October 16 2018: Behind NAMMCO – Mads Peter Heide-Jørgensen

A part of NAMMCO since its inception, Mads Peter Heide-Jørgensen has been a key figure behind the Scientific Committee and Working Groups for the past 25 years:

History with NAMMCO:

I drafted (together with Johann Sigurjonsson) the 1st rules of procedures for NAMMCOs SC and I have been member of NAMMCO SC for almost its entire life. I have also been chairman for NAMMCOs SC for two periods, chaired two working groups and I have edited two books in the Scientific Publication series, and contributed to other volumes.  I was particularly involved with the project development and fund-raising for the NASS2015 survey.

I have a long history with marine mammals from a childhood next to a harbor seal rookery to University projects on seals, employment at the Greenland Fisheries Research Institute with responsibility for whale research, later transferred to the present Greenland Institute of Natural Resources interrupted with a 5-yr sabbatical at the US National Marine Mammal Laboratory and continuous employment as professor at the Greenland Institute of Natural Resources and affiliation as professor with the University of Copenhagen until today.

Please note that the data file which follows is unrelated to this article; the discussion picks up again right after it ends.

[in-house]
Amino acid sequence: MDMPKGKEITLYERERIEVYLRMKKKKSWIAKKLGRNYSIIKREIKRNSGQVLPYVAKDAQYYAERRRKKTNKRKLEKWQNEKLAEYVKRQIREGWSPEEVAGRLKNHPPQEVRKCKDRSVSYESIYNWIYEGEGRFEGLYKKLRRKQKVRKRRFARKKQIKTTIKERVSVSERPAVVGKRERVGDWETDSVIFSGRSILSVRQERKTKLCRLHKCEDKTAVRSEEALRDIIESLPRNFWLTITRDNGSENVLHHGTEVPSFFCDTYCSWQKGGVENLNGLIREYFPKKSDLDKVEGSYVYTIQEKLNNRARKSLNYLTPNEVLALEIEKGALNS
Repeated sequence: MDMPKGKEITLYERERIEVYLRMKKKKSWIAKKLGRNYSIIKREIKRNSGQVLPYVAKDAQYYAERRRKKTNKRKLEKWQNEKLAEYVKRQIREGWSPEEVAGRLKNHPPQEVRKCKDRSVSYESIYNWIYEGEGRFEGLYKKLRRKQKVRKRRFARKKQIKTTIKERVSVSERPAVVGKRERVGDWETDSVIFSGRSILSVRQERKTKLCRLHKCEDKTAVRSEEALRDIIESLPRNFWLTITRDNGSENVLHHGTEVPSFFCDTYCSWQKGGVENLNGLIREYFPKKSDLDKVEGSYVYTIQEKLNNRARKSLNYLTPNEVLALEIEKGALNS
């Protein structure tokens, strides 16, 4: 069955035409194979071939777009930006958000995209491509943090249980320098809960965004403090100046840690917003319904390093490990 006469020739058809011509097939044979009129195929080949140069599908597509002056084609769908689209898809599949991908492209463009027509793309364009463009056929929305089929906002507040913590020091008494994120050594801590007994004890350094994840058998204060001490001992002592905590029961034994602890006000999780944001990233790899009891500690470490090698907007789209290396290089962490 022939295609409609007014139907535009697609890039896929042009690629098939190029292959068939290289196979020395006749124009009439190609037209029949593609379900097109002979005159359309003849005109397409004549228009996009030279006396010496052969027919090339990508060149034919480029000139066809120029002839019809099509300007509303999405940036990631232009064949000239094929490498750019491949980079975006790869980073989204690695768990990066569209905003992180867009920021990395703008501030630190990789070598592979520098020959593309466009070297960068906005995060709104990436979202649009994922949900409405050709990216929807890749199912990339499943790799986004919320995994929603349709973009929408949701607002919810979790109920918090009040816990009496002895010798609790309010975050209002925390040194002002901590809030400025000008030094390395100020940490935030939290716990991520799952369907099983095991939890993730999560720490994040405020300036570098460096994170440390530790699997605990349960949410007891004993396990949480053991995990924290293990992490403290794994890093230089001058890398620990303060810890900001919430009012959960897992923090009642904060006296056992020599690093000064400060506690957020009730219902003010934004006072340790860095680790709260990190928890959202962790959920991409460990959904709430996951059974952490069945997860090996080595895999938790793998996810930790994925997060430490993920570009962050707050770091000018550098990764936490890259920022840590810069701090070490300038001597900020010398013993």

There is little doubt that the most significant achievement by NAMMCO is the introduction of sustainable exploitation levels of narwhals and belugas in Greenland. From a situation without restrictions quotas were first introduced in 2004 after several years of discussions of the status of the stocks. This has led to a recovery of the belugas and a whole new and innovative approach for setting quotas for stocks of narwhals that are shared with Canada. The transition from an unrestricted hunt in Greenland to a heavily regulated hunt went relatively smoothly which in itself is a major achievement. The work in NAMMCO seems tedious but it is actually very important and I think it is sometimes underestimated by the member states. NAMMCO needs to be tightened up and get more funding if it should be taken seriously worldwide and for instance take responsibility for the management of large cetaceans in the North Atlantic.

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